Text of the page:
Digital currencies could challenge sovereignty, conference hearsThursday 03 July 2014 15.10
A senior Central Bank official has warned that virtual and digital currencies have the potential to challenge the sovereignty of states.
Gareth Murphy was this afternoon addressing Bitfin 2014, a conference on digital money in Dublin.
Mr Murphy said rivals to national legal tender pose challenges to central banks' ability to influence the price of credit for the whole economy.
He also warned that there would be a substantial threat to the country's finances if more and more transactions for goods and services disappear from the tax net through the use of digital currencies.
Mr Murphy cautioned that a loss of consumer confidence in currencies can cause uncertainty, which in turn can lead to a drop in economic activity.
The Central Bank has consistently said that it does not recognise and therefore does not regulate digital currencies such as Bitcoin in this country.
As a result, those that utilise them in Ireland do not enjoy any consumer protection.
Mr Murphy, who is Director of Markets Supervision at the Central Bank, said it was well-documented that virtual currencies could provide an alternative channel for people to purchase goods and services using the proceeds for crime.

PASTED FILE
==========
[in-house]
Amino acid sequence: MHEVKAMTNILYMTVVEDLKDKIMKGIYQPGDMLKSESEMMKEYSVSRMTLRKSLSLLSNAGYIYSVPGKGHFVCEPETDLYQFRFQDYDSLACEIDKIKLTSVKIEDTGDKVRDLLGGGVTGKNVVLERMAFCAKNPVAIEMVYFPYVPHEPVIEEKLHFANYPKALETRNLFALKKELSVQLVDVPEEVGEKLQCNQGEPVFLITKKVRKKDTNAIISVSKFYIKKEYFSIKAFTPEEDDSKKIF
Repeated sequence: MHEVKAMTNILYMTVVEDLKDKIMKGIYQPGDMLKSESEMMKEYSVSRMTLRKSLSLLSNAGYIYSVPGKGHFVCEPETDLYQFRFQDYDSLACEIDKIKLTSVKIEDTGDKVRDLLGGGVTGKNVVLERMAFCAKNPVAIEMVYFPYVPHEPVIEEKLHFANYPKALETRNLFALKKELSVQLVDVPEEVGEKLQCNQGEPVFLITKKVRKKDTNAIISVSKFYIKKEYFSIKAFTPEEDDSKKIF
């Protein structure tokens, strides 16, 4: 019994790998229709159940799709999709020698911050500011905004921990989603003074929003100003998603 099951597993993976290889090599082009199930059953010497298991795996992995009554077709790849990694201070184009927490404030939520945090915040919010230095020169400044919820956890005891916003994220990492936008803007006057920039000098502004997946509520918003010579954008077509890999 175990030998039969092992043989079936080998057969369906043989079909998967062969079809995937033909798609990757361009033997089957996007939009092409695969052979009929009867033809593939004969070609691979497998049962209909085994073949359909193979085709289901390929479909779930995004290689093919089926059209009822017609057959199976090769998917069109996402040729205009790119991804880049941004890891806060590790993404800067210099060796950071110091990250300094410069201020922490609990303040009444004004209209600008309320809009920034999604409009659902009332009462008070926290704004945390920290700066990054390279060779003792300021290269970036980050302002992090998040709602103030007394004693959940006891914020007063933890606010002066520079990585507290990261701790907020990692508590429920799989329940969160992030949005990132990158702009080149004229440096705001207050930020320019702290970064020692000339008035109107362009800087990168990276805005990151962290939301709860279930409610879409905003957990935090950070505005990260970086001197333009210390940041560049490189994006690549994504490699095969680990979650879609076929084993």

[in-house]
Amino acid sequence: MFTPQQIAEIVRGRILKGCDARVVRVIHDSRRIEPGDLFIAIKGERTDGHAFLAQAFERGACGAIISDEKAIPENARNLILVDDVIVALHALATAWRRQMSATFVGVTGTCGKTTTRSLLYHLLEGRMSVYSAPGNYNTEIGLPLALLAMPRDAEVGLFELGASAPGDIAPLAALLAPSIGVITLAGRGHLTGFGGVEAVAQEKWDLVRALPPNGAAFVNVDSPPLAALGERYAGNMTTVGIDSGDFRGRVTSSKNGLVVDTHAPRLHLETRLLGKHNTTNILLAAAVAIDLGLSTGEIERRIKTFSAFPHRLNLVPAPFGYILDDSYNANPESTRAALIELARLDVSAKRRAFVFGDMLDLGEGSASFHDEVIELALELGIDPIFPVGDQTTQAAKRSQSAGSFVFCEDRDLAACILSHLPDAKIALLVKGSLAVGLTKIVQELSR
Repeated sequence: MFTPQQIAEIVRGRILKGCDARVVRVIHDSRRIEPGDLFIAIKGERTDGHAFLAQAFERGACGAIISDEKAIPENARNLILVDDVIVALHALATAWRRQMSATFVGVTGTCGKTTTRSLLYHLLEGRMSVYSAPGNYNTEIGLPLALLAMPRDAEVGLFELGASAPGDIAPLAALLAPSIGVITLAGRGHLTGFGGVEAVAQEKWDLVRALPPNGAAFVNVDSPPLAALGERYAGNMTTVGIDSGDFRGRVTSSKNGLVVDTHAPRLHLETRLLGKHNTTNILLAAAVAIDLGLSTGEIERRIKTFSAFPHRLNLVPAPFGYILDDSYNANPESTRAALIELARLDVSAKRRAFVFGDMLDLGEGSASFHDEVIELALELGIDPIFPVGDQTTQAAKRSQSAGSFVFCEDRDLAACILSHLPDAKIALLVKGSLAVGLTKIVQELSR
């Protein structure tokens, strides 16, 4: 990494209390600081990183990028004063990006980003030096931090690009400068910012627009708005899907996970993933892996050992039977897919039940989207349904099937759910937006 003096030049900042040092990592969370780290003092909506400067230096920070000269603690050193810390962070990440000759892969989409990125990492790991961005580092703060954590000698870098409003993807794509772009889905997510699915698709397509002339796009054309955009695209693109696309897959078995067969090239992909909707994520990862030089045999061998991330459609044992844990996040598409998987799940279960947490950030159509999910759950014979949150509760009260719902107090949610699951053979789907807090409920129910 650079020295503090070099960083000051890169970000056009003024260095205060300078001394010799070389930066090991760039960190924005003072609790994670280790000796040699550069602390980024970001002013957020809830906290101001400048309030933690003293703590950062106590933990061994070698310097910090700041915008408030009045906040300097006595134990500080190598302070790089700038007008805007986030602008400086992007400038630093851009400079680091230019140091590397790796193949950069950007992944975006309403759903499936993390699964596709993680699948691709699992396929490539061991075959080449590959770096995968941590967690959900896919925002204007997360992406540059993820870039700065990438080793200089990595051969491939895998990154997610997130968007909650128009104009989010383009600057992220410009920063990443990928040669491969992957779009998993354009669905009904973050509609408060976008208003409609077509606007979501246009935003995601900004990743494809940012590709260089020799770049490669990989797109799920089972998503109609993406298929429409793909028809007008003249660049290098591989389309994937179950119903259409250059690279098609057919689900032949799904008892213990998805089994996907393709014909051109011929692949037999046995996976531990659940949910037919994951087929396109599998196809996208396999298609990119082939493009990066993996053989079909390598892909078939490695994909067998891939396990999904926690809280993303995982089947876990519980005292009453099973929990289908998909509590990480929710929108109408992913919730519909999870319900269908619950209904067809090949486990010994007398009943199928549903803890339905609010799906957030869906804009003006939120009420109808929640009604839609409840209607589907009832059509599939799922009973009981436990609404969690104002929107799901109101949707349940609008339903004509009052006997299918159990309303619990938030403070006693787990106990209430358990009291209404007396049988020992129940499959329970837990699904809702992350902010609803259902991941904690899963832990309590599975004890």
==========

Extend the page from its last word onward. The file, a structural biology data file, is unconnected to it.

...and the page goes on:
In such scenarios, he added, the application of current anti-money laundering regulations will be tested.
Mr Murphy warned that any failure of the payments and settlement infrastructure or "financial plumbing" in Ireland, would have a severe impact on consumer confidence and economic activity in the country.
He also cautioned that virtual currencies pose a new challenge to central banks' control over the important functions of monetary and exchange rate policy.
Their more widespread use would also make it more difficult for statistical agencies to gather data on economic activity, which are used by governments to steer the economy.
He said supervision of digital currency compliance requires resources.
Mr Murphy also said that supervisory authorities are competing in a tight market for scarce talent with strong technology skills.
But, he added, that supervisory authorities have the additional handicap of operating in a public sector pay environment.